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Modifying a const through a non-const pointer

I have the following code:

const int x = 5;
int *p = (int*)&x;

*p = 2; // Line 1

cout << x << " - " << *p << endl;
cout << &x << " - " << p << endl;

And got the results:

5 - 2
0012FF28 - 0012FF28

I know the code is weird and should never do it. But I wondered why the same address but got different result? And where the Line 1 store the number 2?

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marked as duplicate by Bo Persson, Mankarse, Luc Touraille, MSalters, Greg Hewgill May 29 '12 at 21:22

This question has been asked before and already has an answer. If those answers do not fully address your question, please ask a new question.

Ask your compiler to generate an assembly listing and find out. Probably what happens, is your compiler reckons x is const (rightly so) and therefore compiles the value inline into your first cout statement. – Greg Hewgill May 29 '12 at 3:35

3 Answers 3

up vote 10 down vote accepted

Because changing the value of an inherently const variable in anyway is Undefined Behavior[Ref #1].

Once you did:

*p = 2; // Line 1

All bets are off, and your code is no longer a valid C++ code, You cannot expect any particular behavior once that line was written. To speculate why an Undefined Behavior gives any particular behavior is pointless because it is allowed to show any behavior[Ref #2] that is the meaning of Undefined Behavior.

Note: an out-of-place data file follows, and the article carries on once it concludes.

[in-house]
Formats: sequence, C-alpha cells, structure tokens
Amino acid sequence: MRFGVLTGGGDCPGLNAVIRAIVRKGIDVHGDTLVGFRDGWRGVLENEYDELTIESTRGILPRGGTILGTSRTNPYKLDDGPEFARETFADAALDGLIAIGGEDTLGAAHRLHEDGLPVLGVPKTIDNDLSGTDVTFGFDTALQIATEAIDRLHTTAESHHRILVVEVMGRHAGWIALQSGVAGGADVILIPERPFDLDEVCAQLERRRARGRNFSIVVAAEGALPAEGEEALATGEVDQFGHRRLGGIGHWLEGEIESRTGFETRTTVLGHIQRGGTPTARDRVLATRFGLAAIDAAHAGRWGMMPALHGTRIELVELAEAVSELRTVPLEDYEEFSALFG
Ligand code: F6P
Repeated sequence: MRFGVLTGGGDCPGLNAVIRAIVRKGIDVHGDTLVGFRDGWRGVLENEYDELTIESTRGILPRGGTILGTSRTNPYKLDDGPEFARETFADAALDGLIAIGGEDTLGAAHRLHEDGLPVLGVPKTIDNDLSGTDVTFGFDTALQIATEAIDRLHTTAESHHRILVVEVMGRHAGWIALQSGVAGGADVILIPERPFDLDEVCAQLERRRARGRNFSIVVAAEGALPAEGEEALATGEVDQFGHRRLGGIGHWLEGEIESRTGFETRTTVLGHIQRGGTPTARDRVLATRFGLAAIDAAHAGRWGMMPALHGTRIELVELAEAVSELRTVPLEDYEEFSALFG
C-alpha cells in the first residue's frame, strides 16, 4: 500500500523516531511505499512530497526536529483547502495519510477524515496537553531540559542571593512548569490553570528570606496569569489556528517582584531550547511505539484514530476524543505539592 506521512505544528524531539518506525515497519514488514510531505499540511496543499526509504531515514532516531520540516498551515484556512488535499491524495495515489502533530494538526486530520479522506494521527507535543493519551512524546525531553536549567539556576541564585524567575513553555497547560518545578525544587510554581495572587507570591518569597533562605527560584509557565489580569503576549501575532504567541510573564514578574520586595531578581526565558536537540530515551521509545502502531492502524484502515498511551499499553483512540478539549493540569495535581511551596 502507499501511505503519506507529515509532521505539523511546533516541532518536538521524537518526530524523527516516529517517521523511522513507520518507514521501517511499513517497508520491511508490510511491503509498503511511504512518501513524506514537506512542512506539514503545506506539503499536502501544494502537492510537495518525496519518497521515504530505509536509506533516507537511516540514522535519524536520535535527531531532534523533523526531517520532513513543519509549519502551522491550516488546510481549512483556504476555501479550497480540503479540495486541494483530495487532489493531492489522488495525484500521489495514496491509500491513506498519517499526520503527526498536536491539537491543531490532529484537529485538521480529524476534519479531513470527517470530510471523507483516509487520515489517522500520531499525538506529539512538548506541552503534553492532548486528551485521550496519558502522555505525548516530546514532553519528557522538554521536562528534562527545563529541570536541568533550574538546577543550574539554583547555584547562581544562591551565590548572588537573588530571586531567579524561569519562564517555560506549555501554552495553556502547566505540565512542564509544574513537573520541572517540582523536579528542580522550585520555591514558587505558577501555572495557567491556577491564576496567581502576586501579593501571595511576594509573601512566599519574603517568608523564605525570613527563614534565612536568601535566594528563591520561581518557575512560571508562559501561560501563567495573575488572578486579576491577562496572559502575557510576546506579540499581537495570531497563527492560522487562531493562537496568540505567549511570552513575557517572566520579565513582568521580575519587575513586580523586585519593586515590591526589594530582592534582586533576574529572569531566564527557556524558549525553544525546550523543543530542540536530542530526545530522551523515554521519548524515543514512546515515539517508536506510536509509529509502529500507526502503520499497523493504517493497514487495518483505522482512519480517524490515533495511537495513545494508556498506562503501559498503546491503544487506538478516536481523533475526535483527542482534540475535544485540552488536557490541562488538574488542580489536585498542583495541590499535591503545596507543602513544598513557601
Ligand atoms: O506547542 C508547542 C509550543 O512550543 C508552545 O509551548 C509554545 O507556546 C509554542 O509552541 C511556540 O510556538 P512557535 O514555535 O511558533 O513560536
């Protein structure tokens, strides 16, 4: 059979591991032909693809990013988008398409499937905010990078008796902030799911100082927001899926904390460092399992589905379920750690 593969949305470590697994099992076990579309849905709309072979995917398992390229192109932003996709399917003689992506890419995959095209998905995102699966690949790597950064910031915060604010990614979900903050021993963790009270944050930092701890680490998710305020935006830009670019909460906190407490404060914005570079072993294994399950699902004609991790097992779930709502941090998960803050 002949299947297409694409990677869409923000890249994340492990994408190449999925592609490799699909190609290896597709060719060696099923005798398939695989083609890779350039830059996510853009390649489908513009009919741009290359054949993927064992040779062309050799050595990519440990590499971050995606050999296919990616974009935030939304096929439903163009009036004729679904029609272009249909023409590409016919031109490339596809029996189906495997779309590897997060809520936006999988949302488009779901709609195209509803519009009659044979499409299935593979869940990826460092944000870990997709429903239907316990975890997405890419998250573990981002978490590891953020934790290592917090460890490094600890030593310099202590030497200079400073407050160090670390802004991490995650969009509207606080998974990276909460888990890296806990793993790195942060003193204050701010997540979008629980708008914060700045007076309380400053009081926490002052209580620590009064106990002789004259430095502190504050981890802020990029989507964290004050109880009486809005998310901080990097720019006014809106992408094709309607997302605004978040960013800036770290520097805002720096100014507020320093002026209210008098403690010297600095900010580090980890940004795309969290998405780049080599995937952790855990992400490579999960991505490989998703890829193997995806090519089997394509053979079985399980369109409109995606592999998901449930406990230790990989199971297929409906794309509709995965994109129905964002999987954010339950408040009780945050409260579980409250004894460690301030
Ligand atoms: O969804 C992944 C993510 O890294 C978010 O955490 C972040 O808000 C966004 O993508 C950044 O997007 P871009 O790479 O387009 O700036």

[Ref #1]
C++03 Standard The cv-qualifiers:
Para 4:

Except that any class member declared mutable (7.1.1) can be modified, any attempt to modify a const object during its lifetime (3.8) results in undefined behavior.

[Ref #2]
C++03 Standard 1.3.24:

Permissible undefined behavior ranges from ignoring the situation completely with unpredictable results, to behaving during translation or program execution in a documented manner characteristic of the environment (with or without the issuance of a diagnostic message), to terminating a translation or execution (with the issuance of a diagnostic message).

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I read the section in the document you referenced, the document mentioned about cv-qualifiers. what are cv-qualifiers? (They also stated there are 2 cv-qualifiers: const and volatile) – ipkiss May 29 '12 at 5:06
@ipkiss: cv(const-volatile)-qualifiers are (data)type qualifiers they specify additional attributes like constness and volatility to (data)type objects. – Alok Save May 29 '12 at 5:09

Declaring something const gives the compiler permission to assume that that value will not change. This means that they can use an "immediate" instruction to load the value 5, rather than referencing the location (if any) assigned to x.

Further, modifying a const violates the assurance you gave the compiler that that "variable" would not be modified, and could produce a variety of unanticipated behaviors.

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while some compilers do allocate an address for const values, it is a big no-no to access it. the reason you get 5-2 is because the compiler is replacing x directly with 5, even though you modified the address where x would have been given an address if it were not const and unless you access x's value through p* you are going to get 5 every time no matter what you do - also, p* may yield an undefined value since the getting the address of a const may actually fail with some compilers (and i think it should with all of them, personally)

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